The Chinese government has opened an investigation into allegations that Nu Skin Enterprises, the US direct sale skincare and dietary supplement company, operates an illegal pyramid scheme in China.
The accusations, first published on Wednesday in the People’s Daily, the official mouthpiece of the Communist party, were followed up yesterday with a statement from China’s State Administration of Industry and Commerce.
“The SAIC is paying close attention to this matter and has immediately required relevant industry and commerce authorities to conduct an investigation to verify [the claims],” the administration said. “If the situation is verified then industrial and commercial departments will deal with the matter according to laws and regulations.”
A government investigation preceded by an attack in state media fits a pattern that has become familiar to global companies in China including Apple, GlaxoSmithKline, Volkswagen, Samsung, KFC and Walmart over the past year.
In early 2013, Apple was hammered by a series of articles in the People’s Daily that forced the company to change its product guarantee policies and issue a humiliating apology.
On Wednesday, People’s Daily published an in-depth report on Nu Skin, in which it described the company’s direct marketing practices as “pyramid schemes” and “brainwashing”.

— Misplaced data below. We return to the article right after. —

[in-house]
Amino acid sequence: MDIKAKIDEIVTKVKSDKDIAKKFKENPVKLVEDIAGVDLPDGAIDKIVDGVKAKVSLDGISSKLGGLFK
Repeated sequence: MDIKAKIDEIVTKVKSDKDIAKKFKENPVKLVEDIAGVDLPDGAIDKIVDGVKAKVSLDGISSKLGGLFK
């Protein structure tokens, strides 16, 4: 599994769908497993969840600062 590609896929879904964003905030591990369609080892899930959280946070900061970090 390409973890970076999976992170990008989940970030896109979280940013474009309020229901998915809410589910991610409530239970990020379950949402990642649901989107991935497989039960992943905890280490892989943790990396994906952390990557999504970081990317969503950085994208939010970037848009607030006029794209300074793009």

It also said the company’s distributors were marketing products they were not licensed to sell in China.
Nu Skin released a statement on Wednesday, before news of the official investigation, saying the article “contains inaccuracies and exaggerations” and “the reporters did not attempt to verify any information with Nu Skin. We do not believe that the article was the result of any particular government inquiry.”
Nu Skin’s New York Stock Exchange-listed shares fell nearly 16 per cent by the close of trading on Wednesday, and another 22 per cent by midday yesterday.
Chinese government sanctions or restrictions could be devastating for Nu Skin, which derives 42 per cent of its revenue from China, its biggest market, compared with just 12 per cent from all of the Americas.
The company reported a jump in revenue of 76 per cent to $927.6m in the third quarter of 2013, mostly on the back of a revenue surge of 240 per cent in China.
The Utah-based company sells its anti-ageing skin creams and dietary supplements in 53 countries. Before the latest scandal in China it was projecting global revenues of between $3.9bn and $4bn in 2014, up by as much as 25 per cent from 2013.